Between September 1967 and June 1968
- Fifty thousand participants protested the Vietnam war in the “March on the Pentagon.”
- U.S. Navy pilot John McCain’s plane was shot down over North Vietnam.
- Dr. Martin Luther King Jr. was assassinated.
- Senator Robert Kennedy was assassinated.
- The first human heart transplant was performed in South Africa by Dr. Christiaan Barnard.
- The World Health Organization launched a program to eradicate smallpox.
- Aretha sang “R-E-S-P-E-C-T,” The Irish Rovers had a hit with “The Unicorn,” The Beatles released “Magical Mystery Tour,” and Otis Redding had the first posthumous number one hit with “The Dock of the Bay.”
It was during this time of protest, turmoil, medical advancement, and eclectic music, that I was a sophomore at Holy Family Academy, an all-girl Catholic high school in Chicago. My classes included, Religion, Latin, Biology, Geometry, English, Physical Education, and Home Economics. The Sisters of the Holy Family of Nazareth were our teachers, and they were still wearing the “full habit.” There were only two “lay teachers” in the entire school.
My H.F.A. Home Economics teacher was Sister Mary Eymard. She was a delightful woman, who really seemed to enjoy her days in the kitchen helping young girls learn to cook and manage a home.
In “Home Ec.” most girls disliked the white aprons we were required to wear over our uniforms. The apron had a front and back panel, to protect the uniform blouse, and was attached to the usual apron of gathered fabric which tied at the waist and covered our skirts. The back panel was secured with 2 thin strings that tied from back to front. When those were secured, we would reach behind and use the the much larger ties to secure the skirt part of the apron with a bow in the back. Even though most disliked the aprons, I think we ALL hated the hairnets which were also required.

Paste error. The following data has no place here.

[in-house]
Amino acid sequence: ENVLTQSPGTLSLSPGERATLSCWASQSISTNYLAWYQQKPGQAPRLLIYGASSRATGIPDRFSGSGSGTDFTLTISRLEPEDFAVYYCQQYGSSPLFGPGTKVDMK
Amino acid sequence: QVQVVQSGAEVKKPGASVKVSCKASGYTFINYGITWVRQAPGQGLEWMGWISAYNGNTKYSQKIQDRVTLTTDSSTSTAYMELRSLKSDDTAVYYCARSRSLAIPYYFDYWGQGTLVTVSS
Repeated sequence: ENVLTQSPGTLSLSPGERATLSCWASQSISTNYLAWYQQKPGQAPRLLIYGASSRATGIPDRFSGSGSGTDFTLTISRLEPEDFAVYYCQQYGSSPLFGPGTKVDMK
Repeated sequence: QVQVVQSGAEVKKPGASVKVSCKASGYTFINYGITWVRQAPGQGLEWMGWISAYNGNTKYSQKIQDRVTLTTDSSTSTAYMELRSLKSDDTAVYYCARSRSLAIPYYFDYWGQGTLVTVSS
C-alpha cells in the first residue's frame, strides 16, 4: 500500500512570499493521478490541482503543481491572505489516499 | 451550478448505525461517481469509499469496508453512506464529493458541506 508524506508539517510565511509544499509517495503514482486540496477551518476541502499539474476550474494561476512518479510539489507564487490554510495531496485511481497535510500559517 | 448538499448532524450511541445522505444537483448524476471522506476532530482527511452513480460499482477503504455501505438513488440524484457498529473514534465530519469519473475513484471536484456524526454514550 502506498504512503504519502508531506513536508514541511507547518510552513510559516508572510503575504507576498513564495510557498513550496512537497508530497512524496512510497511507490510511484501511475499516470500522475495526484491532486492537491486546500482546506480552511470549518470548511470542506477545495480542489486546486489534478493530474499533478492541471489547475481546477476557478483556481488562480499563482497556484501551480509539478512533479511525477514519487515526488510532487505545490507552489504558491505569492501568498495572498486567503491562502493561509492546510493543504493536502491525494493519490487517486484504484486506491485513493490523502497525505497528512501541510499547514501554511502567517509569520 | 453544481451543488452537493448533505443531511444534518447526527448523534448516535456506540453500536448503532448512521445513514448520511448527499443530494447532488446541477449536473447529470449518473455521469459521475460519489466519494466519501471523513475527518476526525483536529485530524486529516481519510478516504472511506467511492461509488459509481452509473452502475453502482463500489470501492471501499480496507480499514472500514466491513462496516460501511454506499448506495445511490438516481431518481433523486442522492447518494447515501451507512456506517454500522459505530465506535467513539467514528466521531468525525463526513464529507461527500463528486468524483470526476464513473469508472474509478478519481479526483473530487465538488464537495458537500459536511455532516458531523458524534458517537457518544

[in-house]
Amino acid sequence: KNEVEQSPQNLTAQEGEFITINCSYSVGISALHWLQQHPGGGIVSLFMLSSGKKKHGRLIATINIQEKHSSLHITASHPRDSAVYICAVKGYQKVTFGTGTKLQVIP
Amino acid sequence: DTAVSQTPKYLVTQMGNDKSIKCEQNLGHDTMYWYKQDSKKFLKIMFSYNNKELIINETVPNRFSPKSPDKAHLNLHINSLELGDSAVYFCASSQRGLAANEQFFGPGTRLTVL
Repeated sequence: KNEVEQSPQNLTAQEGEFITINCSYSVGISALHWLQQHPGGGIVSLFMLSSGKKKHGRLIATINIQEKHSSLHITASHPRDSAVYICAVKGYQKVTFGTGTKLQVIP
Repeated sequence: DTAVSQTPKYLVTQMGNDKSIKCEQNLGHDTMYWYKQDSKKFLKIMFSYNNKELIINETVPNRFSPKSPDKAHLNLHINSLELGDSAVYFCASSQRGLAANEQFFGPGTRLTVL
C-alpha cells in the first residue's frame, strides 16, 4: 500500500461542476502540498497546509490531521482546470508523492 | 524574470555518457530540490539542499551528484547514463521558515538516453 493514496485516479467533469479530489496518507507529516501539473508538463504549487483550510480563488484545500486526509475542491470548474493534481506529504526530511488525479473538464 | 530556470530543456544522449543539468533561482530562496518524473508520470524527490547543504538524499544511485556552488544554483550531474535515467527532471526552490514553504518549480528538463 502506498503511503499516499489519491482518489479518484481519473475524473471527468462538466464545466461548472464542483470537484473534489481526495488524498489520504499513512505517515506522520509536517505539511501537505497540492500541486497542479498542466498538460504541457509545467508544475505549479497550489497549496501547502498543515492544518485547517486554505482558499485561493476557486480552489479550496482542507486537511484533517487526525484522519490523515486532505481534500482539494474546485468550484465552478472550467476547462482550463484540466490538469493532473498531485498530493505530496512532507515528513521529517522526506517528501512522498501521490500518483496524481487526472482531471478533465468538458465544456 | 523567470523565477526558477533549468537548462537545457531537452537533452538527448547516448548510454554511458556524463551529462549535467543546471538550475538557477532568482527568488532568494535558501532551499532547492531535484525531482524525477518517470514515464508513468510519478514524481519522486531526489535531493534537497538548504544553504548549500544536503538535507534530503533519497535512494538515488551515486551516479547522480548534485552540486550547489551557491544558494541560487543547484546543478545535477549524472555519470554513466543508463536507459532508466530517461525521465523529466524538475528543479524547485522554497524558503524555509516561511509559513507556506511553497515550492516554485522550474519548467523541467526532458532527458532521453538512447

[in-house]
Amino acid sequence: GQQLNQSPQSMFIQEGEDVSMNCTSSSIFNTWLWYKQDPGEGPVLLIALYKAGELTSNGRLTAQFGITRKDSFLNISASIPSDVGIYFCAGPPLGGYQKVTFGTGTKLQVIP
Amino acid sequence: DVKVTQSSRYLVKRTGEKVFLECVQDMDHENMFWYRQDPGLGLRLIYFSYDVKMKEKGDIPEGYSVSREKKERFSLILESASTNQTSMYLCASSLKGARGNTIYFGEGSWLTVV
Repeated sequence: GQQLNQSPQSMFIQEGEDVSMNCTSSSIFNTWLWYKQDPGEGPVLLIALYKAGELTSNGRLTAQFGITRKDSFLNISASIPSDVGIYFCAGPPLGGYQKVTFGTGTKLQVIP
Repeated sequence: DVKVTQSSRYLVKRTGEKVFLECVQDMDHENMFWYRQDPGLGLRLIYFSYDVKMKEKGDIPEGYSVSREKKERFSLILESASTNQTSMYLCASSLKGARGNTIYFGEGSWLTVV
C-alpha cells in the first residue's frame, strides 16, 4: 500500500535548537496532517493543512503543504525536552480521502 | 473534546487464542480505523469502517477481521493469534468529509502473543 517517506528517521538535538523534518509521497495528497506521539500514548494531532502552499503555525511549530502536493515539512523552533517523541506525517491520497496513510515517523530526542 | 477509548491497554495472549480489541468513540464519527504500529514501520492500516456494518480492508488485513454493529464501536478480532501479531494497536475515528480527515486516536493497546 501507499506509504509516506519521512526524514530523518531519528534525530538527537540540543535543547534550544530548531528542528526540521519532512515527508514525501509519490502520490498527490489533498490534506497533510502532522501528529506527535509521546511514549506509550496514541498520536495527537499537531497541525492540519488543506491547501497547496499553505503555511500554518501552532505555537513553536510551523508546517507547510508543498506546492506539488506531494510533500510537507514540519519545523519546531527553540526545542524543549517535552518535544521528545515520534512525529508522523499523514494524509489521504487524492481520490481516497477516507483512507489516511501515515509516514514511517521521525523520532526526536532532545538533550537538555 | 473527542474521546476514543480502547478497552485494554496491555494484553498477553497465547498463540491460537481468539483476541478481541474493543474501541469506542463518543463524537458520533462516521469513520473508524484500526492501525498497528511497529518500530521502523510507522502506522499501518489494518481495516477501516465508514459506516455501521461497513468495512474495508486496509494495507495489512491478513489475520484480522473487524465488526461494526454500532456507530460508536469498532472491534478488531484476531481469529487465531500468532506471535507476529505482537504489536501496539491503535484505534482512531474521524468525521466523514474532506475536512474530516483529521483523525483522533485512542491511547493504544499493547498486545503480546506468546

In those years, we had no knowledge of a microwave oven. The concept of fast-food was still in its infancy. The hours invested in daily meal preparation and home baking were always considered “time well spent.” The Home Ec. class taught the basics of health and safety in the kitchen, along with food preparation. We had to write out recipes including, Scrambled Eggs, Chocolate Chip Cookies, Puffy Omelet, and Cinnamon Coffee Cake. I still have many of those original recipe cards!
At that time in my life, I was contemplating entering the convent. Little did I know that a young man named Richard, who was my brother’s fishing buddy and a friend of the family for years, would steal my heart and help me realize that God was calling me to the Sacrament of Marriage, raising a family, and becoming a wife, mother and grandmother. That Home Ec. class was actually one of the most practical classes I took and I have used those skills almost every day of my life.
Sister Eymard and I remained friends long after graduation. I received her recipe for “Super Coffee Cake” sometime between 1970-72. It is a yeast-based coffee cake and takes about 1/2 hour to complete the dough. After the dough rests for 2 hours (or overnight), it is formed into a braid and decorated with filling. It rises for about 2 hours, is brushed with an egg/cream wash and sprinkled with a streusel topping. It bakes for about a 1/2 hour and then is drizzled with confectioners’ sugar icing.
In the forty-six years I worked outside the home, I only baked this coffee cake once every 2-3 years, on very special occasions, because of the extended preparation time. Now that I am retired, I hope to bake it more often. This weekend I will be sharing that recipe with my readers. It will definitely be part of our Easter celebration this year and maybe you will make it part of your special celebration too! Thank you, Sister Eymard!